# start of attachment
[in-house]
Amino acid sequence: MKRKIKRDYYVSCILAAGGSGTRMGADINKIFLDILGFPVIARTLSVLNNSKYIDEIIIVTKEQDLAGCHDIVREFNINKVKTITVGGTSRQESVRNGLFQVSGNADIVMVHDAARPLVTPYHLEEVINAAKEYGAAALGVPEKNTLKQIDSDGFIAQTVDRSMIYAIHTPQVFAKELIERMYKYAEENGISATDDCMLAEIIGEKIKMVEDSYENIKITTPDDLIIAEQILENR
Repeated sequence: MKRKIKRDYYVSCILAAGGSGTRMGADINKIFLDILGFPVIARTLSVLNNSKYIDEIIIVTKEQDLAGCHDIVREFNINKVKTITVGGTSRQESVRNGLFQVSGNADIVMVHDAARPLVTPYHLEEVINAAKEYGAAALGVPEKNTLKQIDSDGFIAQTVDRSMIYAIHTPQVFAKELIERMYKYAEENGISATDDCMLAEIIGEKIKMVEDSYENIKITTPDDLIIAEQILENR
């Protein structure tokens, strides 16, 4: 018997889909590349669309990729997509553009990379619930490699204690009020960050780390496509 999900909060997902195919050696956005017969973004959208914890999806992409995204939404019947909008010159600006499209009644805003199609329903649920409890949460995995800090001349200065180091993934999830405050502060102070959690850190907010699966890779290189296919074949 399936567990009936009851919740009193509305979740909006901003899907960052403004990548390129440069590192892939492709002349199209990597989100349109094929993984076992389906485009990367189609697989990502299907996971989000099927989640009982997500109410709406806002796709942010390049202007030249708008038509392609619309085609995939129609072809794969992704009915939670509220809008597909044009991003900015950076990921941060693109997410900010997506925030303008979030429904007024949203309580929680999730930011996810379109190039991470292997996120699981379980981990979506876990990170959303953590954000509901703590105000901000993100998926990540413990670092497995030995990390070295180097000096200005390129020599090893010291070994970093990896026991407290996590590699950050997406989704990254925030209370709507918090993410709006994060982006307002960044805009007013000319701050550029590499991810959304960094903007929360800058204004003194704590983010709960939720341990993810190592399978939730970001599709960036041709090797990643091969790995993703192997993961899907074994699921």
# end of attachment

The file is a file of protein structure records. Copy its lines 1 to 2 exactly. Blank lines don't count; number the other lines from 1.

[in-house]
Amino acid sequence: MKRKIKRDYYVSCILAAGGSGTRMGADINKIFLDILGFPVIARTLSVLNNSKYIDEIIIVTKEQDLAGCHDIVREFNINKVKTITVGGTSRQESVRNGLFQVSGNADIVMVHDAARPLVTPYHLEEVINAAKEYGAAALGVPEKNTLKQIDSDGFIAQTVDRSMIYAIHTPQVFAKELIERMYKYAEENGISATDDCMLAEIIGEKIKMVEDSYENIKITTPDDLIIAEQILENR